Andy Loader, co-chairman of the Primary Land Users Group, has challenged information in an article, by Bala Tikkisetty, Sustainable agriculture co-ordinator for the Waikato Regional Council, published in the New Zealand Herald in mid-December.
The article (HERE) said more must be done to stop the slide of soil into waterways and, ultimately, the ocean.
“It makes economic sense to do so and also helps better protect our waterways and aquatic life from the effects of sedimentation.
“The scale of this loss of a farmer’s most precious resource is huge in this country.
“We lose it to the ocean about 10 times faster than the rest of the world, with between 200 million and 300 million tonnes sliding into the sea every year.”
New Zealand’s total land area is just less than 268,000 square kilometres. The top estimate implies we will lose the total land area of New Zealand to a depth of 1 metre over the next hundred years – roughly – from this soil erosion.
Mr Loader (see HERE) notes the article does not mention the effects of pest fishes on the scale of the erosion problem, particularly in the Waikato and Waipa River catchments.
According to Mr Loader’s estimates, there are approximately 500,000 tonnes of Koi Carp alone in this area. These produce about 14 times their own bodyweight of sediment per year (seven million tonnes), by their feeding method.
Where do the regional council figures come from, he asks, because “they seem excessive to me?”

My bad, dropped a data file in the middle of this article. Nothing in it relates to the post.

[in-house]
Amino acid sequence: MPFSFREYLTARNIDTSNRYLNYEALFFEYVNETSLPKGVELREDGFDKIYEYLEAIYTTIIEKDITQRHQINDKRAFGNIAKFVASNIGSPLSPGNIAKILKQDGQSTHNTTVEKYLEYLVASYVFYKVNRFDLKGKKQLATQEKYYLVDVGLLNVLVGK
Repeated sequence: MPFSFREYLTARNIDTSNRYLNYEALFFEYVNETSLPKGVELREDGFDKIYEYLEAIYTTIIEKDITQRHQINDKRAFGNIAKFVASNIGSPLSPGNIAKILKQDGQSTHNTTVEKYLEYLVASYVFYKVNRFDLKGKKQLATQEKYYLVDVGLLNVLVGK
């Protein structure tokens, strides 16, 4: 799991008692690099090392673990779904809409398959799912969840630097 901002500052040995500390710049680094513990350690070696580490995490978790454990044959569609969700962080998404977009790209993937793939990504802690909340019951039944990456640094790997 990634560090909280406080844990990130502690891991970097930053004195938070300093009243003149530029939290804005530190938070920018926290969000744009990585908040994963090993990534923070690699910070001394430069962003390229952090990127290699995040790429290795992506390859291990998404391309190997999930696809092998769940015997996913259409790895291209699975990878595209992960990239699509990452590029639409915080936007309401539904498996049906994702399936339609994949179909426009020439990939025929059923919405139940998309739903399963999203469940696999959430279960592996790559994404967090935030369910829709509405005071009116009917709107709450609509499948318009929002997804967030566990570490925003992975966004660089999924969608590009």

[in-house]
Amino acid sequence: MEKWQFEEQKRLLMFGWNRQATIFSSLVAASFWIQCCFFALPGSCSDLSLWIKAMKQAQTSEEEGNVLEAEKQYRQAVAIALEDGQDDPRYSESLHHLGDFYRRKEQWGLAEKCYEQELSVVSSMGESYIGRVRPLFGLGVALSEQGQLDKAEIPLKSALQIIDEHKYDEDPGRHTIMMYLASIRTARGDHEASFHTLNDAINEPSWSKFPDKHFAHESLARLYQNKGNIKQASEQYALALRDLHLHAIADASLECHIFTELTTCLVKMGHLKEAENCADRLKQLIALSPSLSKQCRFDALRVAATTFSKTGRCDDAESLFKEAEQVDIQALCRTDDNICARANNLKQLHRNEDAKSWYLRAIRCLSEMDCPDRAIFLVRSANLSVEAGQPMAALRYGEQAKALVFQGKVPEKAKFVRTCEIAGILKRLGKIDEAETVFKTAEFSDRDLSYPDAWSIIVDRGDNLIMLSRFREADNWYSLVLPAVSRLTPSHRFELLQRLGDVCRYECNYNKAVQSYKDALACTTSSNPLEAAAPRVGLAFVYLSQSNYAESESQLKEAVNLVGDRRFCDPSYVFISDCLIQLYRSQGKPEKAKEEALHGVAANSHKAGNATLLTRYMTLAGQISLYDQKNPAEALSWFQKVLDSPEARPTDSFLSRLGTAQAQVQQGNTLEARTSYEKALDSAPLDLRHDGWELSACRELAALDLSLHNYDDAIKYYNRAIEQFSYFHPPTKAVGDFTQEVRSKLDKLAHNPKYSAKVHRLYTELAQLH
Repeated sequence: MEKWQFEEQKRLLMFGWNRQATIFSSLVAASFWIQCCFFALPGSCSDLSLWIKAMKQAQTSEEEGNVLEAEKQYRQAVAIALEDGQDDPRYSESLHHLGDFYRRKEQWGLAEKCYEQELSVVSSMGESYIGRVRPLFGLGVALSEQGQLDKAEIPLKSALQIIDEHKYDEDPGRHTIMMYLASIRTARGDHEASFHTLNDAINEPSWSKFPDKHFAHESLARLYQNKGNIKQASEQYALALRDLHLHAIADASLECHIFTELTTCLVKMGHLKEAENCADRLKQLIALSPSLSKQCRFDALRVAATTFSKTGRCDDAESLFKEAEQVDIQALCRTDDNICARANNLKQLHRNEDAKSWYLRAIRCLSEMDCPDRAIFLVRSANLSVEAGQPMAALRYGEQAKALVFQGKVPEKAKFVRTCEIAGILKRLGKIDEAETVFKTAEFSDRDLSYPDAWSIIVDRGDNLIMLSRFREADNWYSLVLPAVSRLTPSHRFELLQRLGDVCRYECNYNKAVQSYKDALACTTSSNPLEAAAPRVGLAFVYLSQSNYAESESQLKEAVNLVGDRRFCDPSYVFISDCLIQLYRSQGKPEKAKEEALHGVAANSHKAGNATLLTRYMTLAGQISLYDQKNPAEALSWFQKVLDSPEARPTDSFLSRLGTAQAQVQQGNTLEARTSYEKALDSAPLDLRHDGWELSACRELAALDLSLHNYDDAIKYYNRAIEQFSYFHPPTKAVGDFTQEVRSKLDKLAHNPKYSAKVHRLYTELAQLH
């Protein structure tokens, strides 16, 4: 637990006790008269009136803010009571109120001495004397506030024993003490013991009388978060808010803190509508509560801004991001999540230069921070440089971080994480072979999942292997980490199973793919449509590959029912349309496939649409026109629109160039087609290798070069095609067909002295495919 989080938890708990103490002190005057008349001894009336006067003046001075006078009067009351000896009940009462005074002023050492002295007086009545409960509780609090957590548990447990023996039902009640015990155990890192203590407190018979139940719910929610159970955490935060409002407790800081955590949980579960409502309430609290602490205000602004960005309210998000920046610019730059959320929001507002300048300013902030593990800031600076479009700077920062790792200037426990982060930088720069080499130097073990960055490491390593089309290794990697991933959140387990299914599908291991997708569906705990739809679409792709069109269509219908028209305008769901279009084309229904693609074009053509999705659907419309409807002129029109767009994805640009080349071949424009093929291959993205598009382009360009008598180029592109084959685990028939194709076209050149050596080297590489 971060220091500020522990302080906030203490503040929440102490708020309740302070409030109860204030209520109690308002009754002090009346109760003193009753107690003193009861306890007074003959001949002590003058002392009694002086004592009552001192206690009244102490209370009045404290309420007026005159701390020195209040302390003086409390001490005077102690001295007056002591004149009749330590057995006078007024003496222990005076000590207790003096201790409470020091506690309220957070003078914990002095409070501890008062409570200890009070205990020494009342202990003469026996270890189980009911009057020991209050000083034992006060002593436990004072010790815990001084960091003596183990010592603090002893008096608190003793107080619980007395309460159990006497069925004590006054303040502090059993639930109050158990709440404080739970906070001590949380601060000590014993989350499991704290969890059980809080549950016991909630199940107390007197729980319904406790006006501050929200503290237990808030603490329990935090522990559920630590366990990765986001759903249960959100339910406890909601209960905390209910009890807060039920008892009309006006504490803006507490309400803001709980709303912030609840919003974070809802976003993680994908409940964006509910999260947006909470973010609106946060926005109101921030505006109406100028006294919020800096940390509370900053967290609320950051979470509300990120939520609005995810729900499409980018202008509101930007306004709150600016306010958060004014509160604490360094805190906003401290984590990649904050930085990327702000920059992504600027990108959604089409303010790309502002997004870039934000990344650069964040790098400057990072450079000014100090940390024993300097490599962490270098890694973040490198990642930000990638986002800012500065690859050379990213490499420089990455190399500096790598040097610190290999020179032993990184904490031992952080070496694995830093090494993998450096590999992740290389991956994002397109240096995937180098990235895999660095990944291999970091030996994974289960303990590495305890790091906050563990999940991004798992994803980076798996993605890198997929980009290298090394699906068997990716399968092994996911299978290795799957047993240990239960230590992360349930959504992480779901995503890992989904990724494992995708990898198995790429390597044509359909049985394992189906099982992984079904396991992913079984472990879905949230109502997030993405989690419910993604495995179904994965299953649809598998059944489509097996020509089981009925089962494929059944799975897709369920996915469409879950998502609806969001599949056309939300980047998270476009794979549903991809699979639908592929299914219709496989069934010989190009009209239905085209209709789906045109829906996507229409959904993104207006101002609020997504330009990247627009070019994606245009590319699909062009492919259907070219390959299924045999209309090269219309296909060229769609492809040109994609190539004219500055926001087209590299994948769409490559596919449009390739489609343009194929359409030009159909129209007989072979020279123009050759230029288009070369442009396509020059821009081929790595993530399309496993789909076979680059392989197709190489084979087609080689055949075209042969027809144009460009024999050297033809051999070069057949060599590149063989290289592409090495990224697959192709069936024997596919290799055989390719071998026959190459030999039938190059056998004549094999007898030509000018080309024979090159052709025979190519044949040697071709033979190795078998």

The article by Bala Tikkisetty also states:
Waikato Regional Council staff can advise on best practice at individual sites. The council also has funding (up to 70 per cent of costs) available to help farmers in priority susceptible west coast and Waipa catchments to carry out erosion control and other land management activities.
– tree planting, including pole planting and native plant species
– fencing off marginal land or bush from active use
– riparian management (fencing, planting and stock water reticulation)
– farm plans to identify soils, land use capability and environmental projects.
Mr Loader says it is great to see the council doing something practical to improve the water quality in the catchments, but
“… the fact of the matter is that the majority of the waterways around farms are already fenced and further fencing will not have a huge effect on improving water quality unlike other issues.”
He wants the council to provide funding to remove pest fishes from these catchments.
“Surely with the pest fishes creating so much sediment in the waterways as well as the other environmental damage that they do, their removal would achieve huge improvements very rapidly.”
Many people are unaware of the damage done to our waterways by pest fish, Mr Loader contends. But introduced fish have spread into the wild, become pests and are threatening New Zealand’s freshwater species and environments by:
• Stirring up sediment and making the water murky
• Increasing nutrient levels and algal concentrations
• Contributing to erosion
• Feeding on and removing aquatic plants
• Preying on invertebrates, native fish and their eggs
• Competing with native species
Mr Loader agrees with much of what the article says, but questions why it seems to single out farming as a main contributor to the effects of erosion when there are other causes such as natural water courses, urban development and vegetation removal outside of farming.